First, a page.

We often fail to see, He chose to lay down His life, not just as a payment for sin, but because He despised the shame that's tendrils have been suffocating the life out of us ever since Eden. I wish we could understand that He has never despised us; He has despised the shame with which we've been plagued since the fall. Diane Langberg so eloquently pointed out in her book, Suffering and the Heart of God, He did not let the shame people and His circumstance heaped upon Him define Him, diminish Him, or destroy His work and His purpose--He looked it fully in the face as His Father turned away so that He could transform our shame into glory.
As we remember the Baby born to a young virgin, laid in a manger, worshiped by shepherds, and visited by the Magi, may we never lose sight that the Promised One humbled Himself, taking on the form of man, being obedient to death, was the very One who defeated sin and death so we could behold Him and have our shame transformed into glory as it says in 2 Corinthians 3:18, "We all, with unveiled faces, beholding as in a mirror the glory of the Lord, are being transformed into the same image from glory to glory."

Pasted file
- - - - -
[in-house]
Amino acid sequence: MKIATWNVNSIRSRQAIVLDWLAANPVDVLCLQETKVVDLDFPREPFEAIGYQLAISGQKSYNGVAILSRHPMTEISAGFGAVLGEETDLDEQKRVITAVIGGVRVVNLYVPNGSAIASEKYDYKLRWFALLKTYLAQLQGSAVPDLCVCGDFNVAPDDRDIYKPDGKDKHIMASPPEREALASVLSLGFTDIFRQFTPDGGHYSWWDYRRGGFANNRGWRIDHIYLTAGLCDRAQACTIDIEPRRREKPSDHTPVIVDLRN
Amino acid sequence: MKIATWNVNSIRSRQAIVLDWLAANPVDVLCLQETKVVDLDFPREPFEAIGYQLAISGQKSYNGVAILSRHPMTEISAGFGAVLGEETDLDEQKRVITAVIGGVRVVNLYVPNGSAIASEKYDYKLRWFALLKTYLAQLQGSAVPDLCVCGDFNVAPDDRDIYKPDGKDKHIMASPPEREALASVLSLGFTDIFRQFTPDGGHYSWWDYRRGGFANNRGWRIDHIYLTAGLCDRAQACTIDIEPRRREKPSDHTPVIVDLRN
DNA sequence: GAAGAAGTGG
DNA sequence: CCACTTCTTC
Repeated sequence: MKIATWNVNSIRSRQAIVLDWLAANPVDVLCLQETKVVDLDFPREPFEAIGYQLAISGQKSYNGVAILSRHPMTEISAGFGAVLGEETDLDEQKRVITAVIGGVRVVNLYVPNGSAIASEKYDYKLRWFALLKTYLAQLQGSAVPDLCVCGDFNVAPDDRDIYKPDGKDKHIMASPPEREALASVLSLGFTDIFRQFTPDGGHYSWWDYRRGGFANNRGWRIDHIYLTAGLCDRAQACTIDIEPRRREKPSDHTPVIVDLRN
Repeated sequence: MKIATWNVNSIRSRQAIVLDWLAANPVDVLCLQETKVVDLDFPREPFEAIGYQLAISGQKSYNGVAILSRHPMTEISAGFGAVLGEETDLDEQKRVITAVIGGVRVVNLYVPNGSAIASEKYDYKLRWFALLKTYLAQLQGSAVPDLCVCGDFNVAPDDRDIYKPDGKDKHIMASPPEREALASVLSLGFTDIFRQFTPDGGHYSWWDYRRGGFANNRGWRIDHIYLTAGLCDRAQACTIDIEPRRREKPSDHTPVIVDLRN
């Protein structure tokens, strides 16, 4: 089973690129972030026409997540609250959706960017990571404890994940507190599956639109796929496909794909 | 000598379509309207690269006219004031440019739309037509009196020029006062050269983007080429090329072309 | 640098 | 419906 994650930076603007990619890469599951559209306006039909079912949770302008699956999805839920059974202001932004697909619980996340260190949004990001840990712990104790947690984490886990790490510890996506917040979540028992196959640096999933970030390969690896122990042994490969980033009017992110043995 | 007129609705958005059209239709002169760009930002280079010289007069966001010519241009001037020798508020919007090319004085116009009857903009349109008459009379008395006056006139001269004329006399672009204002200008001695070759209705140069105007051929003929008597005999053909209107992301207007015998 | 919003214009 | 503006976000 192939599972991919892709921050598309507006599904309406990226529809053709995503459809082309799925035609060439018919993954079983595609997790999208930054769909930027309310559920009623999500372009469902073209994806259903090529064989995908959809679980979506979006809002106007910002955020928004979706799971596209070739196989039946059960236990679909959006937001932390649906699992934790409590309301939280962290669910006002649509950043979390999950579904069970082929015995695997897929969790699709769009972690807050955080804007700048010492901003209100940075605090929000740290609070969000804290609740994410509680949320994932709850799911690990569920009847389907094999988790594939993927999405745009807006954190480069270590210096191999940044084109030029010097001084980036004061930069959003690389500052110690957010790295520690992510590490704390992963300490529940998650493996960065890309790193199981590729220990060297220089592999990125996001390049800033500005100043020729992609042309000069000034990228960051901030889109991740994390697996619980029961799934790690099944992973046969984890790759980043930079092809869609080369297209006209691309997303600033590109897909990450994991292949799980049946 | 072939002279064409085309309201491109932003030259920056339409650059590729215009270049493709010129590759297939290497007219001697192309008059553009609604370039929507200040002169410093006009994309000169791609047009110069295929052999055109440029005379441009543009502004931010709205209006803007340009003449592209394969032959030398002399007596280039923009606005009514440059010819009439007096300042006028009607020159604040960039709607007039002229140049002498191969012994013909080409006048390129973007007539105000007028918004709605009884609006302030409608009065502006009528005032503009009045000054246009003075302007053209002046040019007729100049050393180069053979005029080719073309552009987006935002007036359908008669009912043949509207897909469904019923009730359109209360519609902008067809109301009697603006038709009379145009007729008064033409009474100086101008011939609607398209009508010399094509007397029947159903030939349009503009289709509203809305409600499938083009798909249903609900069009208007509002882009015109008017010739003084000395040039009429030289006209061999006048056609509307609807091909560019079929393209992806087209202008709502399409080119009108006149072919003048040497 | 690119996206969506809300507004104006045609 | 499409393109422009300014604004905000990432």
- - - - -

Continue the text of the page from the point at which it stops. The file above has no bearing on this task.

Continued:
The Christmas Story without the backdrop of the Garden looses its ability to show the true story God has penned--a story that is both messy and beautiful--messy because it includes our sin and shame and our failure to love and obey God and beautiful because it includes our loving God radically pursing fallen creatures, and a promise that was fulfilled in the Promised One. The Christmas Story without the Garden fails to remind us of the glory of which our sin stripped us. The Christmas Story without the Garden fails to remind us that by faith in Christ we have been provided a way to enter His presence, which is the very place we need to be to have shame transformed into glory.